Maine’s Constitution, art. IV, part 3, §18, allows the “direct initiative of legislation.” In the same vein §17, the Constitution’s referendum provision, allows “… acts, bills, resolves or resolutions…passed by the legislature”to be submitted to the voters.

In other words, Maine’s Constitution clothes the people with the power to initiate/create new legislation and to overturn legislative enactments – that’s it. These tools are constitutionally limited to the creation or repudiation of legislation – nothing more.

The ten-line initiative to block CMP’s power line does not create new legislation affecting power line location, construction, maintenance, etc. Nor does it repeal any measure “passed by the legislature.” Instead, it directs the PUC (a quasi-judicial regulatory body) to reverse an order conditionally permitting the power line – an order issued after months of hearings and public testimony.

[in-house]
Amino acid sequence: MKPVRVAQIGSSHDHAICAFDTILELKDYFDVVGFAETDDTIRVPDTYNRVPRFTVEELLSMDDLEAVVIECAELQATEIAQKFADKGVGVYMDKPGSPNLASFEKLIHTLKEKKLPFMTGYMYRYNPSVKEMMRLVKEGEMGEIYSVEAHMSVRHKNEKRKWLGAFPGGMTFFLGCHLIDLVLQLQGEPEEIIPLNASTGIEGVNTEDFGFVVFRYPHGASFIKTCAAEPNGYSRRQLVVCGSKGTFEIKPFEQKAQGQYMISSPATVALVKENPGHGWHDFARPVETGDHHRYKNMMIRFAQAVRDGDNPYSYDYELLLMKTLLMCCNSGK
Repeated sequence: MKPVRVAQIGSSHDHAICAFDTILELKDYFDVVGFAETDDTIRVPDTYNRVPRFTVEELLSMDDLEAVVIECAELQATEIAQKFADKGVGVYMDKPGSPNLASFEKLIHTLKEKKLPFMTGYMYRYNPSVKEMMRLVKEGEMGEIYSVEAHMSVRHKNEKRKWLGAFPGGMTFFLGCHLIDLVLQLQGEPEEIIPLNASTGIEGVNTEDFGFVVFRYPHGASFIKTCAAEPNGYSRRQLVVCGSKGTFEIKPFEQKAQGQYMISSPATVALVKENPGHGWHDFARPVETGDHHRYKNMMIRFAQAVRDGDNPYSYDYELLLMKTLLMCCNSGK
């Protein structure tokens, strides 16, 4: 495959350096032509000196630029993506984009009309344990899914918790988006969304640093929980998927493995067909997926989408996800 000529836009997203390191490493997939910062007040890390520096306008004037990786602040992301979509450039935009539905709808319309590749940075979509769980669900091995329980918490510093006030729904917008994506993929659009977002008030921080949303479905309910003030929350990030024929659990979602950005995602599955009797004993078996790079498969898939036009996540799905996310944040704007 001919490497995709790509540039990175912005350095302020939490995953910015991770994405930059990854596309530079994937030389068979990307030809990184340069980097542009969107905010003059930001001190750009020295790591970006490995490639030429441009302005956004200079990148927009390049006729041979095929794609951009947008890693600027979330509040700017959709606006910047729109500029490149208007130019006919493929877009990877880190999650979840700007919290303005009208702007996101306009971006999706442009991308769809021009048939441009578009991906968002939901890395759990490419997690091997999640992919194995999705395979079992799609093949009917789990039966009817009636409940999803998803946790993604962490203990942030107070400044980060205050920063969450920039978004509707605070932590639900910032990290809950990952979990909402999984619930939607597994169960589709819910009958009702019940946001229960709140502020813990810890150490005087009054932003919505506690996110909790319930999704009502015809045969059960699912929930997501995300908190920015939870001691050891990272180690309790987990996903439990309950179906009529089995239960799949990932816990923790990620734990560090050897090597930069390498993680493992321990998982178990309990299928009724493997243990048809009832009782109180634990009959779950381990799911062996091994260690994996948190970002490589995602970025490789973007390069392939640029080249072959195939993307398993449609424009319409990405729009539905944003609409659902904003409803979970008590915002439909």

The initiators were no doubt disappointed, but if they felt the PUC’s process/order was invalid, against the weight of the evidence, they could have appealed to the courts. Failing this, the initiators cannot now use the initiative to force the PUC to reverse its order – such a directive is neither legislation, nor the repeal of a legislative enactment.

In sum, constitutional limits on the use of citizen initiatives are real; the use of initiative to overturn a presumptively valid quasi-judicial decision by the PUC because some people are unhappy with it seems facially impermissible.

Before more time and money is spent, the Secretary of State and/or the AG’s office should examine and cut-off this misuse of Maine’s initiative/referendum provisions.

Orlando E. Delogu

Portland

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